In December 2022, Digital Croatia Strategy for the period until 2032 was published with a vision of Croatia improved by digital transformation. Digital Croatia Strategy has established 4 strategic objectives in 4 priority areas: Developed and innovative digital economy (e.g. Supporting digital innovation hubs); Digitalised public administration (e.g. Promoting digital services and customer support among citizens); VHCN deployed, available, and taken up (e.g. Encouraging the take-up of very high- speed services) and Developed digital competences for working and living in a digital age with priorities Increasing the number of ICT specialists on the labour market, Developing citizens’ digital competences for working and living in a digital age, with help of ICT, Digital transition supporting the development of the education and research system. For the strategic objective Developed digital competences for working and living in a digital age targeting scores are: to be among the top 5 countries on the DESI Human capital rank, raise the percentage of ICT specialists in employment to be higher than 8%, and raise individuals’ digital skills to be among top 5 EU countries.  

Artificial Intelligence Development Strategy of the Republic of Croatia is still under preparation, but Digital Croatia Strategy mentions that The National Plan for the Development of Artificial Intelligence will define the plans for increasing the uptake of AI technologies in order to transform the Croatian economy, exceeding the mere implementation of technology, in order to thoroughly examine business models and introduce radical measures for increasing productivity and creating new growth areas. The goal of the Plan is to: enhance research and develop innovations in order to introduce AI to the Croatian economy; develop competences and human resources; improve data access, digital infrastructure, and security; develop an ethical and legal framework for using AI.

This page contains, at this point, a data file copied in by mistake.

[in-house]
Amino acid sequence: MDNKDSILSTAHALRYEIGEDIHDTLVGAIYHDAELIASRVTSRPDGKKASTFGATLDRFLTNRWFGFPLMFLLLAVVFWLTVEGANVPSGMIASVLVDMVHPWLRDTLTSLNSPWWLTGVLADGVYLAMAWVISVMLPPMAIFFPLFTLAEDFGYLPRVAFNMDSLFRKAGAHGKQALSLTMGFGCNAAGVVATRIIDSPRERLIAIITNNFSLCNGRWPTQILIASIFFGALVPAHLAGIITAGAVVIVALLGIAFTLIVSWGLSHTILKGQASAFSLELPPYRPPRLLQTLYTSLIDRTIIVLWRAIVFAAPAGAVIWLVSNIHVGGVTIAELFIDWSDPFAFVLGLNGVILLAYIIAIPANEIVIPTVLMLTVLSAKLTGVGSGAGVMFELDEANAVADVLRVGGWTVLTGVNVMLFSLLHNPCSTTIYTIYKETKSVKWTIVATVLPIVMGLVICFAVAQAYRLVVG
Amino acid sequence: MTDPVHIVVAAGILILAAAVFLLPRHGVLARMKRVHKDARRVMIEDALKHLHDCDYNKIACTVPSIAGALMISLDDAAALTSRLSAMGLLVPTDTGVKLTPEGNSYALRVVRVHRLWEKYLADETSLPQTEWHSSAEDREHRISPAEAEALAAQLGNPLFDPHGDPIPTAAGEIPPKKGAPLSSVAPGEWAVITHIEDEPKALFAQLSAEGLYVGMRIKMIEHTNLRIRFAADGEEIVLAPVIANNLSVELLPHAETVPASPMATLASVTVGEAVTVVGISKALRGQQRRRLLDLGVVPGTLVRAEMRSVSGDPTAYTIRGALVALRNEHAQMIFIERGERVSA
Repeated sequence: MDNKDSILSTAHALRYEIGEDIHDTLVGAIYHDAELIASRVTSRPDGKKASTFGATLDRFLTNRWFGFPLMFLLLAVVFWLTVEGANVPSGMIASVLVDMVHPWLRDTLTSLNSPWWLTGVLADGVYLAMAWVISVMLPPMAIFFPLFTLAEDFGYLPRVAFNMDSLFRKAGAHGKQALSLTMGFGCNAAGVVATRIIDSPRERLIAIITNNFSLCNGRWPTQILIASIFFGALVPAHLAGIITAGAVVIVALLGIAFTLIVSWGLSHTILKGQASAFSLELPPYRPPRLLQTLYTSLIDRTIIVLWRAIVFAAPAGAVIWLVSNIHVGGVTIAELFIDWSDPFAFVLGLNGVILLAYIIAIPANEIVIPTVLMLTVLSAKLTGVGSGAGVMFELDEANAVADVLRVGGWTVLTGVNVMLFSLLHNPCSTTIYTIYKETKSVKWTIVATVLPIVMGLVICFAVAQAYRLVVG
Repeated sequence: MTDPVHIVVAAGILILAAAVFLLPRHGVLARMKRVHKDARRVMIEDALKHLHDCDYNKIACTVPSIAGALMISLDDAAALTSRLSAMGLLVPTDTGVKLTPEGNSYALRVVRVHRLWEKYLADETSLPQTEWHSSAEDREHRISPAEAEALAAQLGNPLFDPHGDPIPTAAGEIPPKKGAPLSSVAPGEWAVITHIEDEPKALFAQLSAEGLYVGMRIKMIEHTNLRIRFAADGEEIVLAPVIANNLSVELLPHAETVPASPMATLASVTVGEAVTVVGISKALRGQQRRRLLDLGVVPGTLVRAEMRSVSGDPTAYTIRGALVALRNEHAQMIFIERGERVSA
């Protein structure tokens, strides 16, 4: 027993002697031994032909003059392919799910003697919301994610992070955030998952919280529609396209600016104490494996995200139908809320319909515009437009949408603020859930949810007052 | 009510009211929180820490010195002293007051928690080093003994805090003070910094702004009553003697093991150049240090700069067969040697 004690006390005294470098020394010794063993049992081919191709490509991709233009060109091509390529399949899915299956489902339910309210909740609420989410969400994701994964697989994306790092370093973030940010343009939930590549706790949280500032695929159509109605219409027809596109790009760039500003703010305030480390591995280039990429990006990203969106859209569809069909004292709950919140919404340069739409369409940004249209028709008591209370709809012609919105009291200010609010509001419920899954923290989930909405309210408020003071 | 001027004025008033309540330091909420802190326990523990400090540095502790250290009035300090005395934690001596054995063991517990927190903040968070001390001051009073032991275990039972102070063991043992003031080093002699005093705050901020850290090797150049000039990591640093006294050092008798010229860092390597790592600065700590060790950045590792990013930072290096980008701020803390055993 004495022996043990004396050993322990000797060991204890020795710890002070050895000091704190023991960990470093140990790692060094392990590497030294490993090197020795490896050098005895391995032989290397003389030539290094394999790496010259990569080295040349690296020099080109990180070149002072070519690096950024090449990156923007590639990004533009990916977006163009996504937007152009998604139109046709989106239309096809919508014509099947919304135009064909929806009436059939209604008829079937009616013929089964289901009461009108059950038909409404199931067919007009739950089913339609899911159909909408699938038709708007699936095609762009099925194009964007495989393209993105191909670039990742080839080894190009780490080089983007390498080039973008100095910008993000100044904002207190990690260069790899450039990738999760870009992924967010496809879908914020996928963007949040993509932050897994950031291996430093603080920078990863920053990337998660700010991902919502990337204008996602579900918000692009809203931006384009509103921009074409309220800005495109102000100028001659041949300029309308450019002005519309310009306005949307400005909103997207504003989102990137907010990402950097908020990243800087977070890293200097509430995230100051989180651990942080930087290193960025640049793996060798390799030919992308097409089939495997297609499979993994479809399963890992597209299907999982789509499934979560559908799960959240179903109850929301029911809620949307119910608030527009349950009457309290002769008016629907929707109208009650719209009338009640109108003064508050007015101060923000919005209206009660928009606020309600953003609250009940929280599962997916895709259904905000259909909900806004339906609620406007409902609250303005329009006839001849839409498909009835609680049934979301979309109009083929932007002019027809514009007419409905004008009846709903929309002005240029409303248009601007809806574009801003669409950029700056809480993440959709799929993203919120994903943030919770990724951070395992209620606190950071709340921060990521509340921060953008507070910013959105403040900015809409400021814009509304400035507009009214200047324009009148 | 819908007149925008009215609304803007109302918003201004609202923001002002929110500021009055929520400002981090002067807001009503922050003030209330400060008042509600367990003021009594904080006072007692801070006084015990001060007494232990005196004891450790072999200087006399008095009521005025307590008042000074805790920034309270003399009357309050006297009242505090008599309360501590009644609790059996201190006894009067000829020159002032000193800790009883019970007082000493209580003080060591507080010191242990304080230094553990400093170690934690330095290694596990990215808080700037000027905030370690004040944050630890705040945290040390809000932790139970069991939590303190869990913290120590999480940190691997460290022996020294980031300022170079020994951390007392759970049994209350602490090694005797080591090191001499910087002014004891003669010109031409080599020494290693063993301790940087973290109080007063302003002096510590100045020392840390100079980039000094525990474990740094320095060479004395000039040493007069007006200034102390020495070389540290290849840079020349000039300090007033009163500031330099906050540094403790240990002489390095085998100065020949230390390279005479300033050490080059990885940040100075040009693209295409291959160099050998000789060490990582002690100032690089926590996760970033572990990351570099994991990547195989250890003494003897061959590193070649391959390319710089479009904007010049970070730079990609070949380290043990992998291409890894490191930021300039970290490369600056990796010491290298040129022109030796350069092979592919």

National initiatives 

The Croatian Recovery and Resilience Plan contribute to the digital transformation of Croatia’s society and economy with 20.4% of the plan’s total allocation. Measures include:  increasing the efficiency and transparency of public sector bodies; establishing management and coordination structures to plan and implement of the digital transformation of society and the public administration and providing public administration tools and technologies needed to develop more efficient and high-quality digital services tailored to users’ needs.  

Increasing the national broadband coverage investment aims at increasing the availability of electronic communications networks in areas where there is no commercial interest by providing gigabit connectivity to households and companies, in line with the objectives of the European Gigabit Society. Broadband investments (EUR 133 million) will be deployed in fixed networks (VHCN) in the country, in rural and urban areas. These investments should grant support to 20 projects for developing broadband access infrastructure by September 2023 and cover at least 100,000 additional households in white NGA areas with broadband access of at least 100 Mbit/s for downloading (upgradable to 1 Giga) by June 2026.